This guest post is written by Stephanie Blythman, a graduating student of the V&A/RCA History of Design programme:
For the 2018 graduate show, symposium and publication we chose the theme Rhizomes, a term used to refer to an underground system of roots and shoots sent out from different nodal points. The aim of each of the three productions was to explore how the term rhizomes could be used to illustrate the wide-ranging body of work produced by the students. This year’s dissertations ranged from sex toys to materials used in sixteenth-century tailoring, nineteenth century cosmetics to digital museum collections, and modern Chinese ethnic dress to eighteenth-century recipes for enamels and varnishes.
The show exhibit, titled ‘The Rhizomes Reading Room’, was located at the Battersea campus of the Royal College of Art. Designed as a reading room, it aimed to demonstrate both the physical practice of historical research in general, as well as to display the diverse and global reach of this year’s research projects.
To do this, two spaces were created. Visitors entered through the first part, a ‘collection’ in the form of four sets of shelving holding thirty-two archive boxes divided into six themes: Body, Graphic Design, Materials and Materiality, Performance, Global Fashion, and Space and Place. Each of the participating students created a box to represent their research project. Some chose to include copies of some of their copious notes and articles consulted, while others created a more abstract experience with textiles and models. The remaining boxes were then designated as Key Concepts boxes, containing core readings that applied to each of the groups.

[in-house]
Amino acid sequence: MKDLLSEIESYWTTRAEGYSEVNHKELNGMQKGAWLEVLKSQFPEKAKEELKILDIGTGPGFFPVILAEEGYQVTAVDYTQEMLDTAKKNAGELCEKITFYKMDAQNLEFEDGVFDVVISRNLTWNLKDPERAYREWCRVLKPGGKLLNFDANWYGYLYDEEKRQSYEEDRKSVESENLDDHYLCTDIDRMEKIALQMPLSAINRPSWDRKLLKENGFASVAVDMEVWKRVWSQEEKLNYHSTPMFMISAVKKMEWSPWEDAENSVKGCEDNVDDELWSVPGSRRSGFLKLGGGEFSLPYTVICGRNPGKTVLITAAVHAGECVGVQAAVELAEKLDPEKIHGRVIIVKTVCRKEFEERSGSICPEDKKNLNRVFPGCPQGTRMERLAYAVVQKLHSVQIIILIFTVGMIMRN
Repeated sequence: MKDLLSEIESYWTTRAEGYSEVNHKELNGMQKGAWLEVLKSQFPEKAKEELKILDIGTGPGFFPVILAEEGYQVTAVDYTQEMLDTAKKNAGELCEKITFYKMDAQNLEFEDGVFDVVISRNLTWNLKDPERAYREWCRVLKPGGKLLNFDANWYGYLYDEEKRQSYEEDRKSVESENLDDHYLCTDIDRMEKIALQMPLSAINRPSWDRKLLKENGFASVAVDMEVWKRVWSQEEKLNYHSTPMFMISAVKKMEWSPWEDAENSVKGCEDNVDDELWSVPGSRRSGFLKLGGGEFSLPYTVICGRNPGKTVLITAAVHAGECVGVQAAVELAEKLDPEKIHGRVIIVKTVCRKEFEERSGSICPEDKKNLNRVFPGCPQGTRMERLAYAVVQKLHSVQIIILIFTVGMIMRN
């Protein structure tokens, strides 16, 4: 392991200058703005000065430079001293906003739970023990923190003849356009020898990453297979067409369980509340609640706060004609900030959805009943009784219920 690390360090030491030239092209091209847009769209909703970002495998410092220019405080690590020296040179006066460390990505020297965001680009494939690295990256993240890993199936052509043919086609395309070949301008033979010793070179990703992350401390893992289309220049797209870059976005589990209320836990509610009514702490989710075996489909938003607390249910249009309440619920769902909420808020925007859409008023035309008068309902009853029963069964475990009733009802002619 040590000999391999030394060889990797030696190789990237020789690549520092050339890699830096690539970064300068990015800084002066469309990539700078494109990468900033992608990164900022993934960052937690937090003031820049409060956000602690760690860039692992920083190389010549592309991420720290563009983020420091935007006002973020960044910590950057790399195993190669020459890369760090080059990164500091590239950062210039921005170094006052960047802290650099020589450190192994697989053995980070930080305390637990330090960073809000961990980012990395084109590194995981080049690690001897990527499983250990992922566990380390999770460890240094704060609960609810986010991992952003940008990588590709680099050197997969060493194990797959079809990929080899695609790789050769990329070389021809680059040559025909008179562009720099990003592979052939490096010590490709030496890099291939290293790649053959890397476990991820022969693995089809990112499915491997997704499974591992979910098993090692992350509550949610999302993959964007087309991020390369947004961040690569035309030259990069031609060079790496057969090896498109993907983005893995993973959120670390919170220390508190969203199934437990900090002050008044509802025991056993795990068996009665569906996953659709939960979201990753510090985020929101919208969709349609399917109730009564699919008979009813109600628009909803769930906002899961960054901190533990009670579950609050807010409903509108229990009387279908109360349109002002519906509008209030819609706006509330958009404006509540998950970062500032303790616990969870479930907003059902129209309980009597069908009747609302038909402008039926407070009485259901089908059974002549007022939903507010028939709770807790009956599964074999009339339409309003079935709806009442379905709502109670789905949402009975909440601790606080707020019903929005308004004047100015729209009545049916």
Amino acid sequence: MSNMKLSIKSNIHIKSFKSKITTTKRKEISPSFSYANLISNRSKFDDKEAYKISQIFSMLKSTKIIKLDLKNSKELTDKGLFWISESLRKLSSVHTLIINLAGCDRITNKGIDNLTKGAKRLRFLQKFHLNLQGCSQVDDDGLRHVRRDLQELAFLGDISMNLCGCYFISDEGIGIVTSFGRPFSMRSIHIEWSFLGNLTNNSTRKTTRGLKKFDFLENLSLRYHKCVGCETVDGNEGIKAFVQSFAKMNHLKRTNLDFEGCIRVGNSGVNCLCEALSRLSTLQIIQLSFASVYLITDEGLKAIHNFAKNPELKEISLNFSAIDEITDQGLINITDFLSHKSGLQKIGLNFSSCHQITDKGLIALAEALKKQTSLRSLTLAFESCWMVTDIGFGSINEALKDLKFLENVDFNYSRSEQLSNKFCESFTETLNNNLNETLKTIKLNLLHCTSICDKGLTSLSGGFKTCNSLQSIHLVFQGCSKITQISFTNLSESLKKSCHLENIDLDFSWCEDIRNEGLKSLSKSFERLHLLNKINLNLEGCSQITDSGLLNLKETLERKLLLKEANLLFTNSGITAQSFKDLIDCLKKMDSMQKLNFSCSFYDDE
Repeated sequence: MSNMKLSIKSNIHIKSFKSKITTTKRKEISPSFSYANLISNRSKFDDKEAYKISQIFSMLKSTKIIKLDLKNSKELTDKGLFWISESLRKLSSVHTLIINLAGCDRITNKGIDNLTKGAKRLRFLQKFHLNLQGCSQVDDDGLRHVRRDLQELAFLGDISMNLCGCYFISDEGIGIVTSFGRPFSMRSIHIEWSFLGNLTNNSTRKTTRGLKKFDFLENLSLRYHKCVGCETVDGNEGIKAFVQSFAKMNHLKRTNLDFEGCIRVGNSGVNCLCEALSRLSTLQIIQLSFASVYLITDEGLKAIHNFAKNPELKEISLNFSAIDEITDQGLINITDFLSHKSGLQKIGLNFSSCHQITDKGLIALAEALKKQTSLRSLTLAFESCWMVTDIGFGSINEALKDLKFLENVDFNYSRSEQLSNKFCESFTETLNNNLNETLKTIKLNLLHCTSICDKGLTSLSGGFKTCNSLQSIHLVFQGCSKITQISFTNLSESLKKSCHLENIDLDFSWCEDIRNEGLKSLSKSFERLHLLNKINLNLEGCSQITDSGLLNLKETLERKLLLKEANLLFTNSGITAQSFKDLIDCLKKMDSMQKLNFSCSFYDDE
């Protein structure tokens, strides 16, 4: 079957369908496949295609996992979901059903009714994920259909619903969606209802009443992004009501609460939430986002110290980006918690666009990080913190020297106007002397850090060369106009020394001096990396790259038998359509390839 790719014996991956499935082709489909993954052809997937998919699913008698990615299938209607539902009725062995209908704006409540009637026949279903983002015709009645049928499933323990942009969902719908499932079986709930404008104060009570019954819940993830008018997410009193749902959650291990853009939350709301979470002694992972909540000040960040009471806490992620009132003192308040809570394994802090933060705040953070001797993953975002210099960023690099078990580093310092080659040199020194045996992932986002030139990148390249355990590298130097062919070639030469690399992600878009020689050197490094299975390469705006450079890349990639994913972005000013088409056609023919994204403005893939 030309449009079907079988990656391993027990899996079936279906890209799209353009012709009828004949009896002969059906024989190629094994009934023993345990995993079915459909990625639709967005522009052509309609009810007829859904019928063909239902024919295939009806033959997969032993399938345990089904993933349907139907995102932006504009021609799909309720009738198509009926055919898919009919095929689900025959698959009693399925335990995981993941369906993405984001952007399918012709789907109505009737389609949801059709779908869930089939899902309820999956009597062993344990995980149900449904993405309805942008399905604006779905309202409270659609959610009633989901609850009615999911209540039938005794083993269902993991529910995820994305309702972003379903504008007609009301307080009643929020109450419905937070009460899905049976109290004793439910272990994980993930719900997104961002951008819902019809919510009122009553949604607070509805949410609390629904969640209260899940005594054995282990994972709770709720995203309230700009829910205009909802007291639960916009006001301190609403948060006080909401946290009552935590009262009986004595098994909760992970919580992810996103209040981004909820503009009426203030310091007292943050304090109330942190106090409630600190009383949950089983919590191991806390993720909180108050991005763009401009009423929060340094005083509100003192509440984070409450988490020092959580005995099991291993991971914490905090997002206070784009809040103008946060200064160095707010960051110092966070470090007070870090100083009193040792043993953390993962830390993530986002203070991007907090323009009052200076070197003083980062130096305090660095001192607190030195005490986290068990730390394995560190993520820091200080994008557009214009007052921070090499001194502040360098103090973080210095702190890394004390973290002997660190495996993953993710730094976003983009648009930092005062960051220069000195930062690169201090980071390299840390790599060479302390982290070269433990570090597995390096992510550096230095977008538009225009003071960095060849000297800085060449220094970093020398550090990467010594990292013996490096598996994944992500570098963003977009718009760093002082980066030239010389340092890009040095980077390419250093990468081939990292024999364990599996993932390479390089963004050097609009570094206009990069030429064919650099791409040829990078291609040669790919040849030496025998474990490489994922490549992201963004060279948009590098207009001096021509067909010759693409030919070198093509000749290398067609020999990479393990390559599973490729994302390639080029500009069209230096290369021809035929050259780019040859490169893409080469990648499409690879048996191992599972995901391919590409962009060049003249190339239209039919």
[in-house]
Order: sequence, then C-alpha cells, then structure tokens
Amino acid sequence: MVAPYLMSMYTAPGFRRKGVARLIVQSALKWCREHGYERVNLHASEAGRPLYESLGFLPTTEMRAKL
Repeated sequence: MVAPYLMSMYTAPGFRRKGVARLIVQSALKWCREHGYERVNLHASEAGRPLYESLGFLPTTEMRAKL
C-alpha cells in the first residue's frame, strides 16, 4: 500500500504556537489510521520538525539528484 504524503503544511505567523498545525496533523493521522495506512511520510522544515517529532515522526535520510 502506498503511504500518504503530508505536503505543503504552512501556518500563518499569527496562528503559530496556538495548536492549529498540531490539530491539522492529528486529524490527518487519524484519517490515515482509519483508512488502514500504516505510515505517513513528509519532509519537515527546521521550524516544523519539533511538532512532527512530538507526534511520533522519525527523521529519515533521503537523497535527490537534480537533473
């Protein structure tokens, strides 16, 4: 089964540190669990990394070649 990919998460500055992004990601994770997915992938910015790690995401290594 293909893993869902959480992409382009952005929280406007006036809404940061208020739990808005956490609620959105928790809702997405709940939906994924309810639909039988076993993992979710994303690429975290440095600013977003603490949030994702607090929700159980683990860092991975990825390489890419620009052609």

The second space was the consultation area where the boxes could be taken down and explored. On the table for visitors to use were a box of the purple latex gloves sometimes used for object handling, a grey foam reading cushion and book snake weight as found in research libraries such as the British Library and National Art Library. Next to this was a couch with a coffee table containing a collection of books reflecting core readings for the History of Design course. As visitors sat in the space, during the lulls in the noise from the café, in the background could be heard a soundscape created by the students of people in a library, interspersed with the sound of a printer-photocopier.
The Rhizomes symposium took place on the evening of 27 June in the Lydia and Manfred Gorvy Lecture Theatre at the V&A for an audience of invited guests that included lecturers, supervisors, V&A staff and trustees, friends and relations. Reflecting on the ability of rhizomes to be split into new groupings and grow from there, the symposium created five slightly different groupings to those of the reading room: Materiality, Identity, Performance, Technology, and Space and Place.
The History of Design MA Heads of Programme, James Ryan of the V&A and Sarah Teasley of the RCA, opened the evening. They introduced the theme and gave a general overview of the experiences we have had over the last two years, wishing everyone luck for the future. The students gave short presentations detailing their research, complemented by a slideshow of images reflecting their dissertations. Second year tutor, Sarah Cheang, offered some closing remarks and the evening concluded with a memorable drinks reception and celebratory cake in the Silver Galleries below the lecture theatre.
To see what else V&A/RCA History of Design students and alumni have been up to, check our pages on the V&A and RCA websites and take a look at Un-Making Things, a student-run online platform for all things design history and material culture.